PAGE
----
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Data Integration at Scale: From Relational Data Integration to Information Ecosystems

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Our world is increasingly data-driven. The growth and value of data continue to exceed all predictions. Potential for business opportunity, economic growth, scientific discovery, and even national security lie hidden in the vast and growing data collections distributed across our Digital Universe. Harvesting the value of data requires finding, integrating, and analyzing data distributed across our Digital Universe. Failing to integrate data could be as mild as losing business through a lack of an integrated view of relevant business opportunities and threats or as serious as not anticipating the most serious terrorist attack on America through an inability to integrate relevant information distributed across 17 US intelligence agencies and 28 intelligence databases. Due to data being distributed across both entities and data repositories, data integration has become perhaps the most important data operation but certainly the most costly accounting for up to 40% of data processing budgets. Data integration requirements are growing dramatically due to astounding growth in semantics (i.e., increasingly sophisticated application and data modeling requirements) and scale (i.e., web-scale data and transaction types, volumes, and distribution). Since the mid-1980's the Relational Data Model has been the bedrock of business data processing providing a simple, elegant, and powerful basis for storing, finding, and integrating data based on simplifying assumptions. First, business data is naturally tabular; second, tabular business data follows relational principles; and third, assuming that there is a single source of truth, data views can be integrated into a single view under a global schema and that views of the same information are mutually consistent. To the extent that application data and operations fit naturally and meaningfully into the relational model and follow the three assumptions, Relational Database Management Systems (RDBMSs) provide the most efficient and c- - ost effective data integration solution on the planet and will continue to do so through hardware and engineering advances. As semantic and scale requirements of business data grew in the 1990's relational integration had to be extended ideally internal to the relational database engine, otherwise externally in data integration tools. This led to a plethora of data integration tools and supporting infrastructures with sales exceeding $3.3 billion in 2009 with an expected annual grow rate of 8%. These integration solutions are typically less efficient than relational integration and considerably more costly to acquire and more complex to deploy, yet respond to genuine, if esoteric, data integration requirements. While relational integration in RDBMSs augmented by integration tools meet the requirements of many large-scale applications, they are increasingly less applicable to a growing class of very-large-scale Information Ecosystems that can involve thousands of information systems and databases. Most Fortune 500 companies have ten or more major organizations Corporate Management, Sales, Marketing, Engineering, Product Development, etc. each requiring it's own view of the enterprise from it's unique perspective. Such views are often derived (i.e., integrated) from 5,000-10,000 databases. The Information Ecosystem is the information systems, databases, workflows, people, and infrastructure required to build, maintain, and dynamically update (i.e., integrate) the myriad organizational views. While the relational model and some combination of the three simplifying assumptions may apply to each component information system or database, the Information Ecosystem does not. While an individual information system may be designed to simplify the semantics of the real world application that it represents, the complexity of the real world or of the interactions between 1,000's of information systems cannot be as readily simplified. That is, relational integration and int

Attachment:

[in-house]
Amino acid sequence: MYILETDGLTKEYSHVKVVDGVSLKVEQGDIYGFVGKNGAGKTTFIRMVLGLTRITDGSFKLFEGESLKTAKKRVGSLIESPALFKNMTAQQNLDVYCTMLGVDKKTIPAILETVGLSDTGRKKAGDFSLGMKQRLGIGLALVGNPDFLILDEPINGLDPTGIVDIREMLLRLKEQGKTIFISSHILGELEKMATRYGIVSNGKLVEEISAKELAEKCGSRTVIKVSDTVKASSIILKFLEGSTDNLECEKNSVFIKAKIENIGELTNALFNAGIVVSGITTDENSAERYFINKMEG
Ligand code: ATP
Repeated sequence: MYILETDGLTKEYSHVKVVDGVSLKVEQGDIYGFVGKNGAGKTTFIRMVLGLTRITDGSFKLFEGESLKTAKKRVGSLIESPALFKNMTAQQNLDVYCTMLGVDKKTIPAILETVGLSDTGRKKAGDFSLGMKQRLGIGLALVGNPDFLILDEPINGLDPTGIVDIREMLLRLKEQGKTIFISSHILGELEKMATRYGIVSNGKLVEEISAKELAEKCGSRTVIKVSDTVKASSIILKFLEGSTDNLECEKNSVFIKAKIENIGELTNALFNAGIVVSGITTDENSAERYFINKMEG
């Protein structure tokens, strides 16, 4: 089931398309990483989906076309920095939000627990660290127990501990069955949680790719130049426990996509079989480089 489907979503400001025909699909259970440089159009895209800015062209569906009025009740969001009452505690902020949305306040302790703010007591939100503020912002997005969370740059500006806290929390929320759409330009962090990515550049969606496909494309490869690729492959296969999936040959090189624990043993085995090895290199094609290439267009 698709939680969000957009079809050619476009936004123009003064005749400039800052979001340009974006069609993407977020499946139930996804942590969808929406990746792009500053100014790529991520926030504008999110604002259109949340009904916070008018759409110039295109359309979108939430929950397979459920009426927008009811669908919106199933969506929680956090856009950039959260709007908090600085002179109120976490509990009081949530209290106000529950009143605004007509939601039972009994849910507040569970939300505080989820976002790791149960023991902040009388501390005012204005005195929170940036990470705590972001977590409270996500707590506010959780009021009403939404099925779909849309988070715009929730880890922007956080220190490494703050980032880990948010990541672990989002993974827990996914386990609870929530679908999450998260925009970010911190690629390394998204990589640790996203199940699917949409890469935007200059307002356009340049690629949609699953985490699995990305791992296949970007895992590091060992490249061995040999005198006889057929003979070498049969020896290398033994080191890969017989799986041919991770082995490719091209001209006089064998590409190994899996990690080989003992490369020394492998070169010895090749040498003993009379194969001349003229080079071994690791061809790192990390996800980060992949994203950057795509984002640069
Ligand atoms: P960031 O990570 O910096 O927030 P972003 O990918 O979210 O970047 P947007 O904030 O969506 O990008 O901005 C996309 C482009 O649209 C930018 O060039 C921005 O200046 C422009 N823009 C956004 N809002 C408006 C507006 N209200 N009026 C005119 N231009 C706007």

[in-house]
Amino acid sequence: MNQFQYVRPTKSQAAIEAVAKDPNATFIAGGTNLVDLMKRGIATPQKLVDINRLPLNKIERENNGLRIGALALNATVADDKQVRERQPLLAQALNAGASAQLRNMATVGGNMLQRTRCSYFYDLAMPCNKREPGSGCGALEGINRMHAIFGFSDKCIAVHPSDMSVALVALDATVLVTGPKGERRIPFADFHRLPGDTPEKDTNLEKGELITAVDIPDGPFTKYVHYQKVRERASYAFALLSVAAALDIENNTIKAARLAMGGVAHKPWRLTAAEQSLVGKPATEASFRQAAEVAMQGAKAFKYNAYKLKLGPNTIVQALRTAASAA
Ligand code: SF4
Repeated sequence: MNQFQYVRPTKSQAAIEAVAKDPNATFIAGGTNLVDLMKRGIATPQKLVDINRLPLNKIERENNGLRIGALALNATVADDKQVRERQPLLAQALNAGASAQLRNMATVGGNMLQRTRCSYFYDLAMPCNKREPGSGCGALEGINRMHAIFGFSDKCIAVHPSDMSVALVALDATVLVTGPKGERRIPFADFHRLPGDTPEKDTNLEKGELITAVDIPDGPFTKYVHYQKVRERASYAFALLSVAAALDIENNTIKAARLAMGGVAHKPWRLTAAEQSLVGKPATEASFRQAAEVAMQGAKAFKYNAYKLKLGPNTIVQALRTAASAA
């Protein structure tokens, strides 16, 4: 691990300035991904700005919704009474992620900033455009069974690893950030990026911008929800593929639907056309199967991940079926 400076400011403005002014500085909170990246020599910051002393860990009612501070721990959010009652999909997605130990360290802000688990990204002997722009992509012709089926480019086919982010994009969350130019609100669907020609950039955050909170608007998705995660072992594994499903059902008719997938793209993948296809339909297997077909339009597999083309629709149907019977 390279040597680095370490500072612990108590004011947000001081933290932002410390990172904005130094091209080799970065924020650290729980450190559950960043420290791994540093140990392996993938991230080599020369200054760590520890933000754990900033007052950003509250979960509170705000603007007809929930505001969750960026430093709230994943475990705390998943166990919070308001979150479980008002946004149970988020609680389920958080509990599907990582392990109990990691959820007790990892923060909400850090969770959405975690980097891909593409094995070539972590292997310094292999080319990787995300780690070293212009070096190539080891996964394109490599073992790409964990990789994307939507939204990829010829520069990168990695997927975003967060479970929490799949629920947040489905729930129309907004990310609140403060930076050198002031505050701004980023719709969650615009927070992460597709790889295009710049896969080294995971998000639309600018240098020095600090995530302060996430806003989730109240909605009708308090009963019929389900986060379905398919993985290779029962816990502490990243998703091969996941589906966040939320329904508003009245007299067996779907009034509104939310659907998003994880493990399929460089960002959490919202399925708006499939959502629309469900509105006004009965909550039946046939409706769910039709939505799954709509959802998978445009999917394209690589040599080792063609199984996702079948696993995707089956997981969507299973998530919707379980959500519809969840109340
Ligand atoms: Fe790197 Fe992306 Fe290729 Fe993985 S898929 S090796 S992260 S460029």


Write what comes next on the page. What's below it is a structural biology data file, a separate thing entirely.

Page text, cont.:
Published in:

Advanced Information Networking and Applications (AINA), 2010 24th IEEE International Conference on

Date of Conference:

20-23 April 2010